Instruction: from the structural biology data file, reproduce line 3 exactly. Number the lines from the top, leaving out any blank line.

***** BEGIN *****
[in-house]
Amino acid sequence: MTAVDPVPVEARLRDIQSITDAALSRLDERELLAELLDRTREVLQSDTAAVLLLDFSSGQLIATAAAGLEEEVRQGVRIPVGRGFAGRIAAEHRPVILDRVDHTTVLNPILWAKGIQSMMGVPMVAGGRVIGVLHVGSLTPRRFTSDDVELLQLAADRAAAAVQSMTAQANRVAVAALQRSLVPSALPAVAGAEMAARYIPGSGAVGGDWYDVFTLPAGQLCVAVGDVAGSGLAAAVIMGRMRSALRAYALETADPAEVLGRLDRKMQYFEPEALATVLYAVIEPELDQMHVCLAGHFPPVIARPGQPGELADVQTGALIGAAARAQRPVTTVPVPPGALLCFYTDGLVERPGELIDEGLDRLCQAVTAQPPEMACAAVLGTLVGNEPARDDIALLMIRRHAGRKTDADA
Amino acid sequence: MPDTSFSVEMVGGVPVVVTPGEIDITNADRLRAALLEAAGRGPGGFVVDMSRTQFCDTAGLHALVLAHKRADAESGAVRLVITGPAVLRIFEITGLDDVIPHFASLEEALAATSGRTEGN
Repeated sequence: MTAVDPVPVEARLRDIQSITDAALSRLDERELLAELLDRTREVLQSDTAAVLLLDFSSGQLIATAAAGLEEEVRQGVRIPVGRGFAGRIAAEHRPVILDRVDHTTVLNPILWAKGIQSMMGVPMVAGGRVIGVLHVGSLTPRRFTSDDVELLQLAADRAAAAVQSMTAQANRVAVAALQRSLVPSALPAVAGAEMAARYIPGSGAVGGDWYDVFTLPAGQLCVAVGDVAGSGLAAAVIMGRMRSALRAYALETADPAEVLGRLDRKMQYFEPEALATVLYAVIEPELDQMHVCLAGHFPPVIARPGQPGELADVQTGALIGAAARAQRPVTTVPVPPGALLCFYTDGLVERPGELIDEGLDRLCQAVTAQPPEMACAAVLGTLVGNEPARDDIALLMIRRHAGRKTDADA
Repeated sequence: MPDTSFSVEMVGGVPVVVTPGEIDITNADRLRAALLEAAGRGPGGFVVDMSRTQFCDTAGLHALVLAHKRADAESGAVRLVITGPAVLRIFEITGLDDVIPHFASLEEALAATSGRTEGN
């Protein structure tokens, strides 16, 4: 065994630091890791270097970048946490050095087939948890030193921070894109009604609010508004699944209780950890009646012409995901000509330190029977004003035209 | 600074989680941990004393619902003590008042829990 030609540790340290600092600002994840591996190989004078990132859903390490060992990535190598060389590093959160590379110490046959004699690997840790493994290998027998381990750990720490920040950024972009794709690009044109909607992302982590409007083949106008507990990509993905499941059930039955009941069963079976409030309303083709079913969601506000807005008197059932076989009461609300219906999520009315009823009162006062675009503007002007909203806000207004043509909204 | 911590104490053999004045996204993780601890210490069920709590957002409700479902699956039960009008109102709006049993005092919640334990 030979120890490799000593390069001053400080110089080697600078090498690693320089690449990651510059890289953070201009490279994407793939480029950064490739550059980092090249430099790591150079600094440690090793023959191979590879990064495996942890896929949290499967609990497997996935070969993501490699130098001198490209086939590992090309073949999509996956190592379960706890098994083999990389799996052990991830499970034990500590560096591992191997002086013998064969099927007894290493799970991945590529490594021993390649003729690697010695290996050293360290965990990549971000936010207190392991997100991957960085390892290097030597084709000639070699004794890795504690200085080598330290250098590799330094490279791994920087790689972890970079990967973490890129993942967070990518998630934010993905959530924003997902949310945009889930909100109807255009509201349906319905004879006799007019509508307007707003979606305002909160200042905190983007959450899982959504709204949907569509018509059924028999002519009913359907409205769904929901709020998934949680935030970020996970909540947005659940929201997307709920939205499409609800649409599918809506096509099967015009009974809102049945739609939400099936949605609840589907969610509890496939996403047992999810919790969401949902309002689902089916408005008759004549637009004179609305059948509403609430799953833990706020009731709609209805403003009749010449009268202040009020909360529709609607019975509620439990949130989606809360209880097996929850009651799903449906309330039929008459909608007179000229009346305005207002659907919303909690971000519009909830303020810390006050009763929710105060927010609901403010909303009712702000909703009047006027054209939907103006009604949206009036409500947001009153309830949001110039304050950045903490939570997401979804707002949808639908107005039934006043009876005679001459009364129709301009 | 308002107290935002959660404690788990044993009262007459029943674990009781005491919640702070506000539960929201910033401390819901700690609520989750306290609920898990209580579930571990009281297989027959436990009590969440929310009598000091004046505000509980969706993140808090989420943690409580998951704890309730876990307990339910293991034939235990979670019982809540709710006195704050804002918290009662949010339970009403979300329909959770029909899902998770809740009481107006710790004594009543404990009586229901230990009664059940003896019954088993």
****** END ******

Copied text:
Amino acid sequence: MPDTSFSVEMVGGVPVVVTPGEIDITNADRLRAALLEAAGRGPGGFVVDMSRTQFCDTAGLHALVLAHKRADAESGAVRLVITGPAVLRIFEITGLDDVIPHFASLEEALAATSGRTEGN